The Lorax chronicles the plight of the environment and the Lorax (a mossy, bossy man-like creature resembling an emperor tamarin), who speaks for the trees against the greedy Once-ler. In “Using Picture Books to Teach Plot Development and Conflict Resolution” students explore the concepts of plot development and conflict resolution through focused experiences with picture books. A great example conflict passage comes from Dr. Seuss’s The Lorax where the Lorax describes the plight of the Brown Bar-ba-loots.

In The Butter Battle Book, the conflict between the Yooks and the Zooks over which side of bread to spread butter on leads to an arms race, each competing to make bigger and nastier weapons to outdo the other, which results in the threat of mutual assured destruction. This lesson plan uses the Dr. Seuss’s The Butter Battle Book as an accessible introduction to satire. Reading, discussing, and researching this picture book paves the way for a deeper understanding of Gulliver’s Travels.

The Cat in the Hat brings his companions, Thing One and Thing Two, to a household of two young children one rainy day. Chaos ensues while the children wonder how they are going to explain what happens to their mother. This book is is used as a primer to teach students how to analyze a literary work using plot, theme, characterization, and psychoanalytical criticism in the lesson plan, “Id, Ego, and Superego in Dr. Seuss’s The Cat in the Hat“.

The Zax” is part of The Sneetches and Other Stories in which a North-going Zax and a South-going Zax meet face to face in the Prairie of Prax. They refuse to move out of the way for one another and end up staying there. This story teaches the value of compromise. In this ReadWriteThink.org lesson plan, older students will read “The Zax” and analyze the way social issues are addressed. Students can then discuss how these issues relate to the conflicts and social issues in their own lives.

How do you plan to celebrate Dr. Seuss and Read Across America?

The 2017 African American Read-In!

“The African American Read-In (AARI) . . . is built on an ambitious yet confident premise: that a school and community reading event can be an effective way to promote diversity in children’s literature, encourage young people to read, and shine a spotlight on African American authors.”

Join over a million readers as part of the Twenty-Eighth National African American Read-In in February 2017! Learn more about what happens at a Read-In in the English Journal article “The African American Read-In: Celebrating Black Writers and Supporting Youth“. This month, look for posts marked with #AARI17.

The ReadWriteThink.org Text Messages podcast “Celebrating the African American Read-In” provides recommendations of both old and new titles by distinguished African American authors who write for teens. Featured books range from historical novels to contemporary explorations of African American life in both urban and suburban settings.

In the ReadWriteThink.org lesson “Analyzing First-Person Narration in Sharon Draper’s Out of My Mind” students explore the different facets of complexity in the compelling first-person narrator in Sharon Draper’s Out of My Mind.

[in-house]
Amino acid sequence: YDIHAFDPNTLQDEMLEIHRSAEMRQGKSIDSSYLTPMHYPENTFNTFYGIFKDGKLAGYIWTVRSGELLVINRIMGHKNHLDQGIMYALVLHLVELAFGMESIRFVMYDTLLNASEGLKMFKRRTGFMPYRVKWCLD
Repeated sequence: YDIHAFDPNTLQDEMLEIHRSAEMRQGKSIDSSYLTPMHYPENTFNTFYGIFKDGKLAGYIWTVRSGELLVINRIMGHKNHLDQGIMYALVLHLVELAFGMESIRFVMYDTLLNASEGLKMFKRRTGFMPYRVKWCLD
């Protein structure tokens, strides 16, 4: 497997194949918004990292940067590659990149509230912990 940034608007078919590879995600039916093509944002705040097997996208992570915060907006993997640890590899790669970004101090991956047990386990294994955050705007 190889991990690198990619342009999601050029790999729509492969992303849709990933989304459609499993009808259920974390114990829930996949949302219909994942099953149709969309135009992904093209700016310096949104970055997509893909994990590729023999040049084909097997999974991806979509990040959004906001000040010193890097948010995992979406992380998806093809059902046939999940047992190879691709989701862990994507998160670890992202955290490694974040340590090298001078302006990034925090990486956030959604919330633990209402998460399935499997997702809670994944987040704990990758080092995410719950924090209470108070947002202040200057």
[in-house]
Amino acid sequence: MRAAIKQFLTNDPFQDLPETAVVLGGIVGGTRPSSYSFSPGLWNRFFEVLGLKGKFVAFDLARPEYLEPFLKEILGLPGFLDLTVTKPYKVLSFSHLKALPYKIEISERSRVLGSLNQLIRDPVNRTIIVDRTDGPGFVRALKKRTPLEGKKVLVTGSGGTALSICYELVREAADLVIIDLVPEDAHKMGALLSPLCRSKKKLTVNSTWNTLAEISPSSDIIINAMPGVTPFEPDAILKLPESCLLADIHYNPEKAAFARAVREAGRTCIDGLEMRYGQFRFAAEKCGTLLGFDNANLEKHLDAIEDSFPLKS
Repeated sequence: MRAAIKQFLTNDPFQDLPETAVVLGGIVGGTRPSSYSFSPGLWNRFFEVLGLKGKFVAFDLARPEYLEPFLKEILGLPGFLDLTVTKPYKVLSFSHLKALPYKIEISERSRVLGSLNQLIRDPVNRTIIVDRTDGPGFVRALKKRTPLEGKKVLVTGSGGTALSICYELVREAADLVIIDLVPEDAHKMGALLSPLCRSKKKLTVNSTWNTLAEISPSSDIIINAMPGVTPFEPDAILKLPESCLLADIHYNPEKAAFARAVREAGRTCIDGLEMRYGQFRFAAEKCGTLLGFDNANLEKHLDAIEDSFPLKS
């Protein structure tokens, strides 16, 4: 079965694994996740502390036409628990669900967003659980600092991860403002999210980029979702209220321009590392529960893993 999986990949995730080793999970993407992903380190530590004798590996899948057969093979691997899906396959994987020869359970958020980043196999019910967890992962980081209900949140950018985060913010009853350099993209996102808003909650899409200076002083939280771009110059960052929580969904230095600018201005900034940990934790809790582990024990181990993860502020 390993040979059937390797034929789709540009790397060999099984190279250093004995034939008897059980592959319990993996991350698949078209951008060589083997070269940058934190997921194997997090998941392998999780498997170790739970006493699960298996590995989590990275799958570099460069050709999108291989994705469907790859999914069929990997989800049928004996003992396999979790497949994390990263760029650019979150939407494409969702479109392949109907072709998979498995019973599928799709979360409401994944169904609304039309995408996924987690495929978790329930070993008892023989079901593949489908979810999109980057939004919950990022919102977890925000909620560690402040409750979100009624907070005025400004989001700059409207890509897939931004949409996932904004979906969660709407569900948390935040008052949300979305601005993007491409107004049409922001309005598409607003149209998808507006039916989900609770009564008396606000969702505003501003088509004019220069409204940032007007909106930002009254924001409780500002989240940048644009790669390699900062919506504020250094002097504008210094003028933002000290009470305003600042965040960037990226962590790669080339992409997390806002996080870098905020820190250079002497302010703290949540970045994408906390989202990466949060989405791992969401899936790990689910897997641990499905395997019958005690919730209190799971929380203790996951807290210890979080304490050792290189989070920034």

The lesson plan “I Have a Dream: Exploring Nonviolence in Young Adult Texts” has students identify how Martin Luther King Jr.’s dream of nonviolent conflict-resolution is reinterpreted in modern texts, including a text by Walter Dean Myers and rapper Common.

Childhood Remembrances: Life and Art Intersect in Nikki Giovanni’s ‘Nikki-Rosa’“, invites students to read Nikki Giovanni’s poem, “Nikki-Rosa,” and then writing about childhood memories of their own.

This lesson from ReadWriteThink.org this lesson gives students an introduction to Jacqueline Woodson’s verse memoir, Brown Girl Dreaming.

Christopher Paul Curtis’s The Watsons Go to Birmingham — 1963 is the focus of the lesson plan “Graphing Plot and Character in a Novel“, which invites students to graph the journey of the family while exploring the plot and character development in the novel.

Nikki Giovanni’s poem “The Funeral of Martin Luther King Jr.” is paired with Dr. Martin Luther King Jr’s “I Have a Dream” speech, taking students on a quest through time to the civil rights movement in the lesson “Entering History: Nikki Giovanni and Martin Luther King Jr.

Listen as Myers shared how his own experiences as a reader shaped his approach to storytelling.

Tune in to a podcast interview with Nikki Grimes where her writing process and what inspires the characters in her books is shared. Also shared is her philosophy about writing for children and how her life has influenced her writing.

For more ideas, see the ReadWriteThink.org Calendar entry for the African American Read-In which includes more lesson plans, classroom activities, and online resources.

The 100th Day of School

100The 100th day of school is celebrated in schools around the country, usually near the month of February. The 100th Day of School is usually filled with activities, crafts, and math exercises based on the number 100. Here’s an idea for combining the school celebration with history.

Invite students to investigate what life was like 100 years ago. Using multiple sources, have students read and talk about the clothing that was worn during that time, who was President (or Prime Minister, King, or Queen), what inventions weren’t around then (computers and television, mobile devices, hoverboards, video games, etc), how many states were in the United States at that time (and what the US flag looked like then). Ask the students to find and share other surprising differences between now and 100 years ago. They can record their discoveries using a Venn Diagram.

To take this idea a step further, engage students in researching various aspects of a setting’s decade.  Then using the information they have gathered, students communicate their findings via a presentation tool. Through the sharing of their findings, all students gain an understanding of the historical decades. This understanding can be transferred to historical novels or other studies of history. After all students have presented, students will write a paragraph explaining which decade they would have like to have experienced firsthand.

How do you celebrate the 100th Day of School?